Comparison of Operating Profit Margins (2000ÃƒÂ¢Ã¢â€šÂ¬Ã¢â’¬Å“1H 2006), Steel vs. All Durable Manufacturing
Source: U.S. Bureau of the Census.
The same positive developments are evident with respect to market capitalization, asset investment, and stock valuations. In November 2006, the Dow Jones Steel Stock Index is valued nearly 400 percent higher than it was in December 2002. (See Figure 2.)
Dow Jones Steel Index, Weekly Index Value (December 2002ÃƒÂ¢Ã¢â€šÂ¬Ã¢â’¬Å“November 2006)
Source: Dow Jones MarketWatch, http://www.marketwatch.com/tools/industry/indchart.asp?siteid=mktw&bcin….
By every relevant financial yardstick, the industry is performing phenomenally and investors are bullish about its future. Indeed, in the span of just a few years, everything has changed for the U.S. steel industry–everything, that is, with the exception of the government’s indulgence of the industry’s sense of entitlement to trade restrictions.
Blaming “unfair” import competition for its woes has been a staple of the U.S. steel industry’s public relations machine for several decades. But ironically, the industry’s success at winning import restraints only served to mask and exacerbate the real problems confronting the industry. Import competition has played a relatively minor role in the U.S. steel industry’s historical underperformance. Import restrictions and other short‐sighted policies that discouraged structural adjustment are the real culprits.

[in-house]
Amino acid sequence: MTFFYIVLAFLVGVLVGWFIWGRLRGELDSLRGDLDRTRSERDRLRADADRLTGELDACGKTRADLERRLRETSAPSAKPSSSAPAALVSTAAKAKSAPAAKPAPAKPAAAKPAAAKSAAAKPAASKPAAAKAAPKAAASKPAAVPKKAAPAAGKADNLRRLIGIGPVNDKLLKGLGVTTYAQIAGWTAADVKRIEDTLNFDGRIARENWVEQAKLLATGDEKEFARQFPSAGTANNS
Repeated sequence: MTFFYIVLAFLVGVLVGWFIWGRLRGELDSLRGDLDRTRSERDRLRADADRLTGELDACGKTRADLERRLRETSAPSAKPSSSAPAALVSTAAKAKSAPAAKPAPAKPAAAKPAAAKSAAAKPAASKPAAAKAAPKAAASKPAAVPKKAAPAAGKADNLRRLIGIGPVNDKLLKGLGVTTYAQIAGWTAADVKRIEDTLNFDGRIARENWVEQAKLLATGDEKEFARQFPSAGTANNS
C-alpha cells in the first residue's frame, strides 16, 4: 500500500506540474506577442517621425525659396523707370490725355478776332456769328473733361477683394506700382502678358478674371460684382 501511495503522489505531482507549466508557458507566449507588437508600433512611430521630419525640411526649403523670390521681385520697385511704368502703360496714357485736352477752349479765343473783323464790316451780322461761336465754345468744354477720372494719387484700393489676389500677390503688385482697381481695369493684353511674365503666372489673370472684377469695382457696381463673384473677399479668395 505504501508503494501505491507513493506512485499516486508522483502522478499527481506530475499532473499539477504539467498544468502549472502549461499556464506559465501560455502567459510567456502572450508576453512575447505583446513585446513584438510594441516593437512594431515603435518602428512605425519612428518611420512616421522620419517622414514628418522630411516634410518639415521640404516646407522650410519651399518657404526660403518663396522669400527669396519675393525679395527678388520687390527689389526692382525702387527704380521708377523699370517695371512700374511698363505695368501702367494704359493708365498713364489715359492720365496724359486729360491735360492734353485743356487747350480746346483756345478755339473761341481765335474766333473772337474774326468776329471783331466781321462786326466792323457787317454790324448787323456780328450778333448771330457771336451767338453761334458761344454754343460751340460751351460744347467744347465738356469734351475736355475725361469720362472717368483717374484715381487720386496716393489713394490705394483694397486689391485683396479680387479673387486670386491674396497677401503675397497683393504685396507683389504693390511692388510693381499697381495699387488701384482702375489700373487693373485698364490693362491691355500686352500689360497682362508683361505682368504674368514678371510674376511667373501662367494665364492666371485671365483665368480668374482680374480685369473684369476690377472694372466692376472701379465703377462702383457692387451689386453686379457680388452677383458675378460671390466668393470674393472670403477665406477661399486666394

Until recent years, there has been a chronic disparity between the steel industry’s actual and optimal composition. The industry has comprised far too many firms given the high fixed cost nature of steel production. Steel producers must make and sell a lot of steel just to cover those fixed costs, and then they must produce and sell even more to have a shot at achieving profitability. Moreover, firms facing high fixed costs have additional incentive to continue producing because their per unit costs of production decline more rapidly when there is more output over which to spread those fixed costs. Thus, long production runs and operation at high levels of capacity utilization traditionally have been critical to profitability in the steel industry. But because there have been too many firms pursuing those incentives, overproduction and price suppression have undermined profitability.
Furthermore, when there are too many firms in a highfixed‐ cost industry, it is difficult for any one of them to affect the aggregate price for steel. If one producer seeks to obtain higher prices or to respond to downturns in the business cycle by cutting back its own production, other producers have incentive to produce and sell more as prices stabilize or rise. Such actions, of course, push the price back down. Steel producers have been caught in a classic prisoners’ dilemma. All firms would be better off if they could cooperate and reduce production, but the assumption that other firms will continue to produce inspires all firms to continue producing, to their collective detriment.
Under normal market conditions, the stronger firms would be better situated to survive periods of price suppression and declining demand, while the weaker firms would respond to low prices and negative profitability by shutting down and liquidating. And over time, an industry optimally structured for its conditions of production would emerge.
…Plus Bad Policy